Formidable Limerick escape to victory after mesmerising Munster showdown

Champions end Cork’s season to move ominously into Munster final while Wexford and Waterford register impressive victories

More than two hours after the final whistle in the Gaelic Grounds, a dozen Limerick players pulled up a chair by the side of the pitch and sat in a circle, chatting and skitting.

In the warm evening sunshine they fired up the tunes on a speaker, everything from OneRepublic to David Gray to Bob Marley to Elton John. They weren’t even listening; there was too much to talk about.

What a glorious, mesmerising day. On any given Sunday in the championship being guilty of hyperbole is a recurring hazard; for yesterday, there must be an amnesty. You never saw anything like it. Where would you even start?

In tickertape fashion, Wexford survived in the top tier of the hurling championship with a stunning win against Kilkenny; Limerick reached the Munster final for the fifth season in a row, outlasting Cork in a titanic match. All of that needs explaining. Give us a second.


In Croke Park, Dublin scored last to draw with Galway, but Galway came from 12 points down to reach the Leinster final again; in Mullingar Westmeath were relegated to the Joe McDonagh Cup, only a week after causing the sensation of the year in Wexford Park; in Thurles, Tipperary fell over themselves against Waterford and stayed in the championship. Waterford were eliminated after their best performance of the year.

Are we going too fast? There’s only one speed. Keep up.

For the second Sunday in a row, Wexford were the story of the day. Having landed themselves in a relegation sweat after weeks of harmful incompetence, Wexford came from eight points down in the first half to beat their oldest rivals.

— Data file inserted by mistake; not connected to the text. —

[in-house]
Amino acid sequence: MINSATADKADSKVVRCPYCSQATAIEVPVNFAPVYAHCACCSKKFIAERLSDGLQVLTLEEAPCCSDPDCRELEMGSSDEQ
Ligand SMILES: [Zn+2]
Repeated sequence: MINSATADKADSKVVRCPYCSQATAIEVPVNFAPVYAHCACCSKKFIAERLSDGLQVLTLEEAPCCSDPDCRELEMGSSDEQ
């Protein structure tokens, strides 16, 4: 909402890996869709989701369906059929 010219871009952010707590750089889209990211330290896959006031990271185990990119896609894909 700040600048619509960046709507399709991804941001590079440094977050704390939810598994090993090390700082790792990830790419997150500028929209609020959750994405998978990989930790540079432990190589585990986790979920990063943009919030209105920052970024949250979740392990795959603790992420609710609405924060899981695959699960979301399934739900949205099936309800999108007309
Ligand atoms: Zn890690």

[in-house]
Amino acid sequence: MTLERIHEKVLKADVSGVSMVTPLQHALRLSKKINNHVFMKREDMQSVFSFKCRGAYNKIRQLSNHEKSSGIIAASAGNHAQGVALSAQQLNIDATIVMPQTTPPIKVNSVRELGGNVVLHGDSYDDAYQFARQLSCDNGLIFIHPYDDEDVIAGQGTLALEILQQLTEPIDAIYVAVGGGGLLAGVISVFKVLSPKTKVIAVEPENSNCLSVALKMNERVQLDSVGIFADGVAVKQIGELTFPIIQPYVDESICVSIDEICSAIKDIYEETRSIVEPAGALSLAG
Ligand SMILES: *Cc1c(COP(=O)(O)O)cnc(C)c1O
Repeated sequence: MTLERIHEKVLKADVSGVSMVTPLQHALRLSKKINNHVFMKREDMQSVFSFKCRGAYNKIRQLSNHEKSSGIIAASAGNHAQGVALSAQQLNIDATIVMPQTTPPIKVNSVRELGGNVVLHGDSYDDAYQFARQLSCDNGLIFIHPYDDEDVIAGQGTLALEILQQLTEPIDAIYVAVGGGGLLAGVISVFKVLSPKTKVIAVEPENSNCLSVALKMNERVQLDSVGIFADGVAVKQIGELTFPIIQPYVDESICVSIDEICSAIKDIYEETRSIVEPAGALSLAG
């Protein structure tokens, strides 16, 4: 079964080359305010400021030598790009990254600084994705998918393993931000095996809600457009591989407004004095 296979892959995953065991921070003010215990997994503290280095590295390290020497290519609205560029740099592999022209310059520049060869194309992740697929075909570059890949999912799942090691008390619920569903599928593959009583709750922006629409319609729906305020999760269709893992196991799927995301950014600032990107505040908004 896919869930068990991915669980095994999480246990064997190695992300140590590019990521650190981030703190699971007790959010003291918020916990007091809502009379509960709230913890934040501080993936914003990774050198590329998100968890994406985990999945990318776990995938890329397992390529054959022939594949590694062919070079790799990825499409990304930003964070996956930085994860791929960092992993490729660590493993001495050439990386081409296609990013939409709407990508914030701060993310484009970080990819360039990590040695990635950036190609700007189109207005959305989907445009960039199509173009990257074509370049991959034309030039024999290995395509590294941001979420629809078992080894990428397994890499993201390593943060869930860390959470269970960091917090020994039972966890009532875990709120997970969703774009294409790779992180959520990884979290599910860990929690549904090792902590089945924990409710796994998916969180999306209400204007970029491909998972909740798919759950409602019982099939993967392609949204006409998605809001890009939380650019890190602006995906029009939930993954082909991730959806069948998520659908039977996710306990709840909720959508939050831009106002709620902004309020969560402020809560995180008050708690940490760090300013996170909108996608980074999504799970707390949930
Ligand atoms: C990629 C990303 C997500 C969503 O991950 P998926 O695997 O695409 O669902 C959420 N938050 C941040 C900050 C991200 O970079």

At one stage Kilkenny were on the end of a 14-point scoreboard swing, but they came back too, and were leading with a couple of minutes left. In the end, Wexford stared down their worst nightmare.

“Yeah, look, we had a really, really good chat on Sunday evening here at Wexford Park,” said Wexford manager Darragh Egan.

“We left lads to their own devices. They did their recovery in Curracloe. I think the dip in Curracloe probably straightened a few lads out because hopefully the water was about -5 because they deserved it!

“It did straighten lads out. The vibe was good. There may be back stories here, but there really isn’t. It’s as simple as we are a united group. We really, really tried hard during the week to keep the positivity, to give the lads our trust as a management team. We backed that up. We gave them our trust and they obviously backed it up when they got on the pitch. We needed characters on the pitch today. We got them.”

Before a ball was pucked in Limerick, the most-quoted formula for Limerick’s survival was that the All-Ireland champions needed a win. After the earthquake in Thurles, though, it turned out that a draw would have been enough to keep Limerick and Cork alive at Tipp’s expense.

By the end, though, Cork’s race had been run, agonisingly beaten by a point for the second week in a row.

“All we wanted was to get our win, get out the gap and move on to the next phase,” said John Kiely, the Limerick manager.

“We know that we’ve been incrementally improving from the Clare game, right through to this game. We knew that. And our incremental improvements have been consistent and considerable. We just wanted to keep going on that journey of incremental improvement and we’re just thrilled now to have that opportunity to go back to training this week and to try and push the barriers a bit more for ourselves again.”

Limerick were seven points clear with 10 minutes of normal time remaining, but Cork brought the same obstinacy and optimism that had sustained them down the stretch against Tipp and Clare in recent weeks. In time they will reflect on this as a formative experience; this morning it will hurt like hell.

“We came up to win,” said Pat Ryan, the Cork manager. “We had a great opportunity to beat the All-Ireland champions and move on ourselves. The lads expect to perform like that every day – when you put on the Cork jersey, that’s the expectation. We expected to win and we didn’t win and that’s disappointing.”

More than three hours after the final whistle, the circle of Limerick players sitting by the side of the pitch had swollen to nearly 30. Some of the management had joined them. Music was still blaring. They weren’t listening. Elivs Presley. Coldplay. Tom Petty.

Then Tina Turner: Rolling on a River.


Denis Walsh

Denis Walsh

Denis Walsh is a sports writer with The Irish Times